This is from the NYT’s Yankees beat reporter Tyler Kepner
There is a strategic reason, Roger Clemens explained, that he carries a black, hard-shell equipment trunk with him at home and on the road. Clemens insists on putting his gloves in the trunk so they do not get banged up during travel. He wants the leather to be stiff so hitters can not see the movement of his hand as he grips the ball.
Early in his career, Clemens noticed how veteran teammates like Marty Barrett and Dwight Evans could tell what a pitcher was going to throw by reading the subtle movements of his fingers and wrist. Clemens is careful to conceal his intentions, using a glove with no openings that would show any part of his hand or fingers.
Clemens said he tries to never wear long sleeves for the same reason. He might reach deeper into his glove to grip a certain pitch, and he figures that if the hitter sees only skin — not the end of a sleeve — he might be unable to tell when Clemens is changing his grip.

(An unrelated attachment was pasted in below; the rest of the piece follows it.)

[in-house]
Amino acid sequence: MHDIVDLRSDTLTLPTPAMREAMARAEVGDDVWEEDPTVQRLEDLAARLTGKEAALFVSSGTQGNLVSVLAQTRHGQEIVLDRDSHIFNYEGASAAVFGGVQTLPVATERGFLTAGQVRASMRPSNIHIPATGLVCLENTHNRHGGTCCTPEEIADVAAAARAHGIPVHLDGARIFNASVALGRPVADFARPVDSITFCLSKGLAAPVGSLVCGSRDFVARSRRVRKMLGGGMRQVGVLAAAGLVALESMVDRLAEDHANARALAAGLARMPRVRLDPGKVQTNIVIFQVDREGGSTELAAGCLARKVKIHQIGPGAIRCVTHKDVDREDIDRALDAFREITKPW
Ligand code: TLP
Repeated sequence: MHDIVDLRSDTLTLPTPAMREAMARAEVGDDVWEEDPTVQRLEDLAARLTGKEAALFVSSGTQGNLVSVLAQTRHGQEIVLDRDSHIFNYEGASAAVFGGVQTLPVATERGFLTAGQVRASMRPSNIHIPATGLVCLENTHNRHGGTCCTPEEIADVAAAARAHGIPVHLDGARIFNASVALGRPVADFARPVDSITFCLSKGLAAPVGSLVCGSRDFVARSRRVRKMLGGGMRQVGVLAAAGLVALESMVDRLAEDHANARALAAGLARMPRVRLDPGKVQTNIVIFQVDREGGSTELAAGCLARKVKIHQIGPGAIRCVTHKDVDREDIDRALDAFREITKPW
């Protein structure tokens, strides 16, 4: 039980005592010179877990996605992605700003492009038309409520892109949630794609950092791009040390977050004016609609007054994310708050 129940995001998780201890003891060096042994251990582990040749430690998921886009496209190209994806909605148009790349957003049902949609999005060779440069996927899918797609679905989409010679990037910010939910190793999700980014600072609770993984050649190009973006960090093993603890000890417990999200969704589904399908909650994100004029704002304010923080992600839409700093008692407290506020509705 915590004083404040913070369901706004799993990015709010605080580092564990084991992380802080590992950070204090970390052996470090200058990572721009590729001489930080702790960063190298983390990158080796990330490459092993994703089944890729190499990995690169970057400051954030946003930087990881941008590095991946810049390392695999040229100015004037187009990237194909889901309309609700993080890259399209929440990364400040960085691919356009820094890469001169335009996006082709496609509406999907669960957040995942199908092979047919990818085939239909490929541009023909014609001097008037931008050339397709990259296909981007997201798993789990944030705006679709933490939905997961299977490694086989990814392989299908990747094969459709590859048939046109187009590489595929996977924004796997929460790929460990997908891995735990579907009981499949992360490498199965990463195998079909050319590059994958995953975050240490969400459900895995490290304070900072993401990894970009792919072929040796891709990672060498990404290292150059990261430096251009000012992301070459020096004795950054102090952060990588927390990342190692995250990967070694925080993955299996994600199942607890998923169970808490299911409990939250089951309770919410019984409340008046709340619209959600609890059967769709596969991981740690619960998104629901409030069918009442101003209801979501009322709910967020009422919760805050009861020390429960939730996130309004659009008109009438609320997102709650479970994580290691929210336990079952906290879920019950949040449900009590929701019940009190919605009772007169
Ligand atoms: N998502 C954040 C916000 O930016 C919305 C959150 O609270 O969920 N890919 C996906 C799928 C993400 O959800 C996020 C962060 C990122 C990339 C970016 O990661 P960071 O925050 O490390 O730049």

Clemens said he wants the leather in his glove to be soft enough to catch a grounder or a flip from the first baseman, but essentially he wants it firm. If a glove gets even the slightest bit floppy, he said, he will give it to his agent, Randy Hendricks, an accomplished softball player who can use a deep pocket in his glove.